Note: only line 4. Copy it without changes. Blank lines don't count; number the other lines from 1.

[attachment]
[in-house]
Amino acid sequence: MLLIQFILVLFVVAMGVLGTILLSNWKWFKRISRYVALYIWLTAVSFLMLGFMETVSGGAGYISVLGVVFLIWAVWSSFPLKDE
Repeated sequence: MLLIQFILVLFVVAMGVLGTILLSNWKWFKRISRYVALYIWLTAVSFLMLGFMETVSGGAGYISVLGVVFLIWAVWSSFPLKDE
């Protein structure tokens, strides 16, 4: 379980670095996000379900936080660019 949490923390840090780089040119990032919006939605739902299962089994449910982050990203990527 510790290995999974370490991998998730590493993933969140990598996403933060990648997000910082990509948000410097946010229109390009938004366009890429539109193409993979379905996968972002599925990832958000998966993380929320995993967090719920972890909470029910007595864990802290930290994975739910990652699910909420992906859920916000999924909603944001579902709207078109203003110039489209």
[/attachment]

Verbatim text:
């Protein structure tokens, strides 16, 4: 379980670095996000379900936080660019 949490923390840090780089040119990032919006939605739902299962089994449910982050990203990527 510790290995999974370490991998998730590493993933969140990598996403933060990648997000910082990509948000410097946010229109390009938004366009890429539109193409993979379905996968972002599925990832958000998966993380929320995993967090719920972890909470029910007595864990802290930290994975739910990652699910909420992906859920916000999924909603944001579902709207078109203003110039489209």